Putin’s New Defense Minister Signals Russia’s Plan for a Long War in Ukraine

To President Vladimir V. Putin of Russia, appointing a new defense minister provides a new building block toward fighting a long war.

That was evident in Moscow on Monday when Andrei R. Belousov, the economist who was Mr. Putin’s surprise pick to lead Russia’s sprawling defense ministry, made his first public appearance in his new role and spoke about bureaucracy rather than the battlefield.

The pick reflects an acknowledgment that the military production that is supplying Russia’s war, and heating its economy, must be carefully managed to sustain a war of attrition with Ukraine. In addition to Mr. Belousov’s appointment, Mr. Putin also promoted Denis Manturov, the outgoing minister of trade and industry, to the post of first deputy prime minister — a sign that expanding industrial production would rise as a government priority.

At the same time, Russia is playing the long game on the battlefield. Along the front line, most recently in northeastern Ukraine, Russian forces are pushing forward slowly rather than attempting major breakthroughs to big cities, as they did at the beginning of the war — with disastrous results.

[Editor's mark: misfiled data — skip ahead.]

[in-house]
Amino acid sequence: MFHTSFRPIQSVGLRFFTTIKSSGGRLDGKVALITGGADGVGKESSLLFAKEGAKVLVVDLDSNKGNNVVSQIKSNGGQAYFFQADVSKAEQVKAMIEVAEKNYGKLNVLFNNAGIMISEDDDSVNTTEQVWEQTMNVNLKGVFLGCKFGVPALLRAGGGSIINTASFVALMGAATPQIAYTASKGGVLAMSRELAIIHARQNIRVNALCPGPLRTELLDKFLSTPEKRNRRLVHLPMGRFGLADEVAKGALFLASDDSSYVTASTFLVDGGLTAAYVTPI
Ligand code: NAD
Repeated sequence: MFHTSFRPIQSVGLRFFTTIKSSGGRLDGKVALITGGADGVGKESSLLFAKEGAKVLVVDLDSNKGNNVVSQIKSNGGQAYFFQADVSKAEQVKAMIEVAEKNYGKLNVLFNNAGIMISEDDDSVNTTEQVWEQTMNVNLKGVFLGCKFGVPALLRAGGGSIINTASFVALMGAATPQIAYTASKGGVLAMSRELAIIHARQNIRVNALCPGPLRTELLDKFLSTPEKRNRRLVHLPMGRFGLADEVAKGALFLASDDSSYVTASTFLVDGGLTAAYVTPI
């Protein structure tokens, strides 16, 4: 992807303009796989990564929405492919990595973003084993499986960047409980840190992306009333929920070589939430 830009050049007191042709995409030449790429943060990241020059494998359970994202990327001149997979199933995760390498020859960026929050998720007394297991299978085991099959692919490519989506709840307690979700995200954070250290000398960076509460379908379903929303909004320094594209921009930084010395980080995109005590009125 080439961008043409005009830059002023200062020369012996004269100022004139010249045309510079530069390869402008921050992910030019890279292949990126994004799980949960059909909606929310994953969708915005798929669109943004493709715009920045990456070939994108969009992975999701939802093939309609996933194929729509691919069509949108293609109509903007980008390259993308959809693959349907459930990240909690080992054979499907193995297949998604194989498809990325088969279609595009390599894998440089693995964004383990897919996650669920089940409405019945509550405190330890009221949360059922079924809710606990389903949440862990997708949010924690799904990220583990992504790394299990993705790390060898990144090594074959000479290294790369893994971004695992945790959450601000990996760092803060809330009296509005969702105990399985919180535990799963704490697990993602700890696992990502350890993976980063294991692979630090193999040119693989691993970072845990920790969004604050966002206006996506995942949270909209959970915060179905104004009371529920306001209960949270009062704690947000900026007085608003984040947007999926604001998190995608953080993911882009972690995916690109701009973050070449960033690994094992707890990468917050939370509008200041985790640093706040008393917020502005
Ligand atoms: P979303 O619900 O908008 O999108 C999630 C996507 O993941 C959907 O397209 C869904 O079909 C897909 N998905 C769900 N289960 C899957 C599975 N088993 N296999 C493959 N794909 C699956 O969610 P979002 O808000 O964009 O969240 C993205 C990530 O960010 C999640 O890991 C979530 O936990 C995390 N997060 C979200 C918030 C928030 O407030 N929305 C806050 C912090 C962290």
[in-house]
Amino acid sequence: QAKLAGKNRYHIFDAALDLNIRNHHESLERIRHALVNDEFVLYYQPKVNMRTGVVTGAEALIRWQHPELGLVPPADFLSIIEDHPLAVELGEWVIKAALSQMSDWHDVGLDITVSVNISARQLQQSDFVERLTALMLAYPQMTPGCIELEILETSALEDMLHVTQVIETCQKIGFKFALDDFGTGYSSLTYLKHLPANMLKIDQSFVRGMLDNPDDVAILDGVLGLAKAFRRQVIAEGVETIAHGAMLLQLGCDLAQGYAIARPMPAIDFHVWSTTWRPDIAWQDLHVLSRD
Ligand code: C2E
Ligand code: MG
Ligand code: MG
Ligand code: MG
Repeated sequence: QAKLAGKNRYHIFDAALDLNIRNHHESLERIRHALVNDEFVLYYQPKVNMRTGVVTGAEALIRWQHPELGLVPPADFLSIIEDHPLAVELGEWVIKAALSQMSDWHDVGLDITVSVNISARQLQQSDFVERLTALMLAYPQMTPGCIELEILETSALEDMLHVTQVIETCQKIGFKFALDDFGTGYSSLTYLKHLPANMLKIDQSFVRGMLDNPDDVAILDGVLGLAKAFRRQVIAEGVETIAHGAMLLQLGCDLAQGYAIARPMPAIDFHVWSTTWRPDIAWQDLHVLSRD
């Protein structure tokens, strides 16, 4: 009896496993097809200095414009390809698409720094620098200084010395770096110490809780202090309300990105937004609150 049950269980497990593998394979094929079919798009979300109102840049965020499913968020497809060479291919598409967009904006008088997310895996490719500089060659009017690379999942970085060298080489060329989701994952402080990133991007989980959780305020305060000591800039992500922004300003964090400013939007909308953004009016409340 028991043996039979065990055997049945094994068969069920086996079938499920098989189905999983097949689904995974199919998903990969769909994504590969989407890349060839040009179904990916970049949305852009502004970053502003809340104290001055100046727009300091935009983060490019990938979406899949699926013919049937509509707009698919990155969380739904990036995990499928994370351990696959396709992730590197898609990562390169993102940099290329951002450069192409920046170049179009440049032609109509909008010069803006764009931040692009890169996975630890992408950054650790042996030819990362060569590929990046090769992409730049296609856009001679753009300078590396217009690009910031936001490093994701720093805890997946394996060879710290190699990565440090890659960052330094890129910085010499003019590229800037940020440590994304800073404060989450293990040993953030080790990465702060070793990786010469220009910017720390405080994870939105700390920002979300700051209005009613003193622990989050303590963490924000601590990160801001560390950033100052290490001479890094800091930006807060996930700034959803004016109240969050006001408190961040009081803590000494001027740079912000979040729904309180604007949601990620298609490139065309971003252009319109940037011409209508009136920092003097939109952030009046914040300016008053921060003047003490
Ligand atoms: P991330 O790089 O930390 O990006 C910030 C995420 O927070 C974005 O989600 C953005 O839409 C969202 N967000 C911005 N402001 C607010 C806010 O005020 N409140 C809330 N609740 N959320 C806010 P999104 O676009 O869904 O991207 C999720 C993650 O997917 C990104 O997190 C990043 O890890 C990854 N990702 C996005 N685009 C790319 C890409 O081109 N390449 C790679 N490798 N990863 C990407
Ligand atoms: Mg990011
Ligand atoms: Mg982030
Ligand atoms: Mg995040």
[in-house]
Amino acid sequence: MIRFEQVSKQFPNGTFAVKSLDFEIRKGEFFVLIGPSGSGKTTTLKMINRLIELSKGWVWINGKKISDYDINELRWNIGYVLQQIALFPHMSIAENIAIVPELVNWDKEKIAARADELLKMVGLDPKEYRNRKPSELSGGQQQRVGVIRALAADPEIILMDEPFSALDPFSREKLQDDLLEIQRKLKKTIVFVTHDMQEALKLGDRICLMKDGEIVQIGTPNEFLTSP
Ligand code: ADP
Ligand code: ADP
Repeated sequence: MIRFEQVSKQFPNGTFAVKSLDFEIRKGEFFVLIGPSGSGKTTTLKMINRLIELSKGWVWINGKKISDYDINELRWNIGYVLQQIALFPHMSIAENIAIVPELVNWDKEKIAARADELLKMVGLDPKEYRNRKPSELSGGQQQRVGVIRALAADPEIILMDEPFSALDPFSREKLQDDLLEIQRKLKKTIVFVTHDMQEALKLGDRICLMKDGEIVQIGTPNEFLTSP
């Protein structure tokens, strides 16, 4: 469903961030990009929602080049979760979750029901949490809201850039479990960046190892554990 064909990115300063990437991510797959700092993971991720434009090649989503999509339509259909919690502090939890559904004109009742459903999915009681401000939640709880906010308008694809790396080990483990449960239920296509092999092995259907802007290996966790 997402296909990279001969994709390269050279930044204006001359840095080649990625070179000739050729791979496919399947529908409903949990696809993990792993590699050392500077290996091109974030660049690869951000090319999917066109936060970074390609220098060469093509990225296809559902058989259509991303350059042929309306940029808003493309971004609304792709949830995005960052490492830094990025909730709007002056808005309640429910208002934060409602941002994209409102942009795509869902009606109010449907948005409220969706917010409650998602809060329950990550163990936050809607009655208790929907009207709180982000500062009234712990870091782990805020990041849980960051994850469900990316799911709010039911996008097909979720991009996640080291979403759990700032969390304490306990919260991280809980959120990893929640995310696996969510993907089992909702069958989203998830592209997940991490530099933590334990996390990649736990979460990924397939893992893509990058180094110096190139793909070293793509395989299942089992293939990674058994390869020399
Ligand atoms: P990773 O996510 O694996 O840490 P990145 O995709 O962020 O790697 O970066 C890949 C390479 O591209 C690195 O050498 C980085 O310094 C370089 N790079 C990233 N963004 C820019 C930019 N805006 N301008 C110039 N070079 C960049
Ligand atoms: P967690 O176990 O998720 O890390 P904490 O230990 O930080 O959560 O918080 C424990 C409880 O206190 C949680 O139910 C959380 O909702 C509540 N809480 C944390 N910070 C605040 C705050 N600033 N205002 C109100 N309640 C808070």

In televised remarks at Russia’s upper house of Parliament, which is expected to rubber-stamp his nomination, Mr. Belousov emphasized the bureaucratic details of the fast-growing military effort, and made no reference to the situation at the front. He described his priorities as improving standards of care and living for soldiers, veterans and their families.

The excessive paperwork that fighters faced in obtaining benefits, he said, ought to be addressed “in the framework of interagency electronic coordination.”

“It’s absolutely unacceptable” that soldiers are redirected to overcrowded hospitals when on leave, said Mr. Belousov, who was nominated to the post in a cabinet reshuffling Sunday night. “This issue needs to be resolved.”

Mr. Belousov’s focus on bureaucratic minutiae was particularly notable given that the comments came just days after the Russian forces opened a new front in the war, successfully moving across Ukraine’s northern border. His remarks offered a snapshot of how the sudden rise of a soft-spoken expert on economic policy to the helm of an enormous military apparatus waging its biggest conflict since World War II has emerged as a new component in Mr. Putin’s strategy of defeating Ukraine through a war of attrition.

Mr. Belousov’s appointment signals Mr. Putin’s focus on subordinating the country’s economy to his military needs, in the expectation that a war in Ukraine, or at least a militarized standoff with the West, could shape Russia’s future for years to come.